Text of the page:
There was a head resting where the floor and wall met, and it was facing away from her. It was a small blessing, but the rest of the corridor looked like a slaughterhouse. The blood was now mixed with what was unmistakably flesh, and it caked the walls where it wasn’t floating through the air. “Marco,” she said. “How many people does a Hermes usually carry?”
There as a pause. When he spoke, Marco’s voice was quiet and hoarse. “Around fifty,” he said. “Maybe more, depending on the mission.”
“Jesus,” she said.
She checked the map. The bridge was just up the corridor, but she really, really didn’t want to find it. Whoever – and she couldn’t stop amending that to Whatever – had either come from or gone to the bridge. In a ship this size, there were plenty of places to hide, but everything pointed to Mara walking into a horror house.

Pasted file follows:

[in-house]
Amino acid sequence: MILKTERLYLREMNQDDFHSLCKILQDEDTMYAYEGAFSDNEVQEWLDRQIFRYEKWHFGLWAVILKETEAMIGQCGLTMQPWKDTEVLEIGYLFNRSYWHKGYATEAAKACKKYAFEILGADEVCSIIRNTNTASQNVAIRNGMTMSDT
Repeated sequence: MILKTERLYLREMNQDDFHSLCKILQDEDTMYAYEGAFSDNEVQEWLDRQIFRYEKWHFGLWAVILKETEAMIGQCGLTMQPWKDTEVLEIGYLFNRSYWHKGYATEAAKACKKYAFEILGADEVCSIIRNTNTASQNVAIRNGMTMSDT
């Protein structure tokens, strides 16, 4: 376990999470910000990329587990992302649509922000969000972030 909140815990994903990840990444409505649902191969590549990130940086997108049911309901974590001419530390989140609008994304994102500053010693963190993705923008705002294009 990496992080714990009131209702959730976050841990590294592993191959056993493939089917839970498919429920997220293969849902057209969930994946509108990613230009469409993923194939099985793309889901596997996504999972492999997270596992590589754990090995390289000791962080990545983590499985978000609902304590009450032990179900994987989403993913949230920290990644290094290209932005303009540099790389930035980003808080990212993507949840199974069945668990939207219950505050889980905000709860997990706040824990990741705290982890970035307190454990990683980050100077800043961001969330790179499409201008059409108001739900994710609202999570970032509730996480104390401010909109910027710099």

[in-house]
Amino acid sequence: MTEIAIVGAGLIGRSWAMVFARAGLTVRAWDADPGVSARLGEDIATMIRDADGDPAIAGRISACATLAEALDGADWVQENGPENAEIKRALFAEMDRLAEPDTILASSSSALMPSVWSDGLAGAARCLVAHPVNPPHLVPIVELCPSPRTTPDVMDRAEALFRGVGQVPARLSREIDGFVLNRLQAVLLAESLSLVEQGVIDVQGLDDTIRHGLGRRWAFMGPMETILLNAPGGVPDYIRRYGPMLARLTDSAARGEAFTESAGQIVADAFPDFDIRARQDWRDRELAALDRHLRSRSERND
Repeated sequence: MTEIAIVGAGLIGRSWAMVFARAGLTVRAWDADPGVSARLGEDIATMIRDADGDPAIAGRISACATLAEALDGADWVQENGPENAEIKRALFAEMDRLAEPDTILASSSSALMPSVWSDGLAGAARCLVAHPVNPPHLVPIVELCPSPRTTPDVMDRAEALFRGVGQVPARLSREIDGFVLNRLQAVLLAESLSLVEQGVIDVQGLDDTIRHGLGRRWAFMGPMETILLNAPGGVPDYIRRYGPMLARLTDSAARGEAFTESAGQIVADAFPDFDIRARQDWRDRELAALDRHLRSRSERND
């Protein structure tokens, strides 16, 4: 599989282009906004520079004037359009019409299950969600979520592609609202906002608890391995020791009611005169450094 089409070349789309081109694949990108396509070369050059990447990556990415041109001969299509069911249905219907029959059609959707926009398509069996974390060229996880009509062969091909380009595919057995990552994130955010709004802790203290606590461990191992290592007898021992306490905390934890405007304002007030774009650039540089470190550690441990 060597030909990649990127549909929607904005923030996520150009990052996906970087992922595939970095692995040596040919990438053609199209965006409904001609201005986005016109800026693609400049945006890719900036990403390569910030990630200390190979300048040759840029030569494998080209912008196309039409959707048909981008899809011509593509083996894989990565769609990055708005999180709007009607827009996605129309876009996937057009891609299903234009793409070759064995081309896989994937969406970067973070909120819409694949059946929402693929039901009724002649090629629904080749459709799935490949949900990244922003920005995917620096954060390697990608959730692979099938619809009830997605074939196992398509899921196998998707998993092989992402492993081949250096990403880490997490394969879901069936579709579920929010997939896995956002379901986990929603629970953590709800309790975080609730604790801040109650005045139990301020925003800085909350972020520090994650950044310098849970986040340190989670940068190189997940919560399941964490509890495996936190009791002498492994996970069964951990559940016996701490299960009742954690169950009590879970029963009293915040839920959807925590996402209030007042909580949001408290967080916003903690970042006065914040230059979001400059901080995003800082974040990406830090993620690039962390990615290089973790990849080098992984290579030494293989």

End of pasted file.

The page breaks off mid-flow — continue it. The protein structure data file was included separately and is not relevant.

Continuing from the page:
The bridge door was covered with bloody handprints. Mara took a deep breath and thought about how lucky she was that she couldn’t smell anything. Her stomach lurched anyway, and she gritted her teeth and closed her eyes. The suit had ways of handling puke in the helmet, but it was still horrible, and she’d never live it down.
The door opened at her approach.
Except for the floating naked corpse in the middle of the bridge, it all looked perfectly normal. the man was thin and very clearly dead. His throat had been cut, and he was hovering in a thick cloud of dried blood. The main screen was dark, as we’re most of the other consoles on the bridge. Mara moved from point to point, trying to get an idea of who this ship was.
There was an axe buried in the communications console.
To Be Continued… (I keep using that phrase… I do not think it means what I think it means…)